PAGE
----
It would be nice to have this historic piece as a part of the new Memorial - why not restore it then move it to use as part of the new Memorial? I think it would be fitting to have the Memorial utilize both a historic element to honor those who came before us, and a new component reflecting our current and future heroes. It would be a nice contrast.

Richard Potestio

I believe it shocking that the historic memorial would be destroyed. What blind idiocy. This is a wonderful piece of urban architecture, an elegant sculpture designed by non other than Louis Kahn's mentor. Certainly a new memorial is fine and welcome, but not at the expense of this one. This memorial is one of the only uplifting structures along Burnside. Someday, in a city that has finally grown into its britches, this memorial will be a delightful interlude along the busy boulevard of Burnside. Or not. With Adam's destructive couplet, and the loss of yet another fine reminder of times more aesthetically attuned, Portland continues to decline into a mire of ugliness and annonymity. A city lobotomized.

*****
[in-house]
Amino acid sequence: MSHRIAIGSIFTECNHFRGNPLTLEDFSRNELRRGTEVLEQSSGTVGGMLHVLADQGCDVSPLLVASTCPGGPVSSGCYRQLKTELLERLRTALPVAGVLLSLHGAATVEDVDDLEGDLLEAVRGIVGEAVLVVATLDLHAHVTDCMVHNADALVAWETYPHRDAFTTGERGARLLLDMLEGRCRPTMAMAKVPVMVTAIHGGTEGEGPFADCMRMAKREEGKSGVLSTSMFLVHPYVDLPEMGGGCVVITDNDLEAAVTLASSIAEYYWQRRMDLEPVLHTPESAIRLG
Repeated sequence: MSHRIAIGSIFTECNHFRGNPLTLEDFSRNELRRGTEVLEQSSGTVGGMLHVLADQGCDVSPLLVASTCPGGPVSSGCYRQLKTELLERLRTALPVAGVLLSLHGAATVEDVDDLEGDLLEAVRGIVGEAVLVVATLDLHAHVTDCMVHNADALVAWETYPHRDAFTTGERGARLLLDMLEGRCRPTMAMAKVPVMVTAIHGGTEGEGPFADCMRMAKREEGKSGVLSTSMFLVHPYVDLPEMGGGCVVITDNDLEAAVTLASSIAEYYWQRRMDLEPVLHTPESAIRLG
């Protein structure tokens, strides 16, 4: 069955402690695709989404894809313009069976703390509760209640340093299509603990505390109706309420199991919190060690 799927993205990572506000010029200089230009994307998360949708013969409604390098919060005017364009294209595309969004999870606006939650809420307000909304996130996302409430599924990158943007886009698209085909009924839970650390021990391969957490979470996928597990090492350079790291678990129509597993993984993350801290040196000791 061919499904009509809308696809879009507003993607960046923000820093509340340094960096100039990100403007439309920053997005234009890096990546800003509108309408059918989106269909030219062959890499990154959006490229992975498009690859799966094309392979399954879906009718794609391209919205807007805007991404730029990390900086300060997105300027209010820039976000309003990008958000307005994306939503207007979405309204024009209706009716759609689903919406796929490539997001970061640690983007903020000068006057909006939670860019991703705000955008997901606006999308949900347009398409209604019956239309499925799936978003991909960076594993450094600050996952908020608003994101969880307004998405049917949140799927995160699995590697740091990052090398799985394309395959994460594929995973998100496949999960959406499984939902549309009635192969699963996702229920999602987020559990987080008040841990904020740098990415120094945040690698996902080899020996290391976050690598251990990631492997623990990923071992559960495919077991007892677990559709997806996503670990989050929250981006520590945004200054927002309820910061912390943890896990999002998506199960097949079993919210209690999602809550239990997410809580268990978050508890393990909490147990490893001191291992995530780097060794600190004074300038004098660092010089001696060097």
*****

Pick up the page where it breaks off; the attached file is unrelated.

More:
Think of Paris. Fontaine Saint-Michel, Place Saint-Michel is in my mind the model for the Campbell Memorial. Cret would certainly know this famous monument. Is it a streach to think that he had it in mind when he designed his modest ornament?

It is distressing that in Portland, great works of art and architecture, (this and the Memorial Coliseum) erected in the name of those who have lost thier lives in public service, can be so little valued.


If it's not completely restored in the same location, perhaps the whole thing can be incorporated into the new memorial. If the weather's such a big deal and it can't hold up with proper maintenance, perhaps it could be incorporated as a focal point in a winter garden setting. It'd be a shame to take a couple pieces and rip the rest down.

Laurence Qamar

The Campbell memorial should be restored in its current location and current design as a way to honor David Campbell as well as Paul Cret.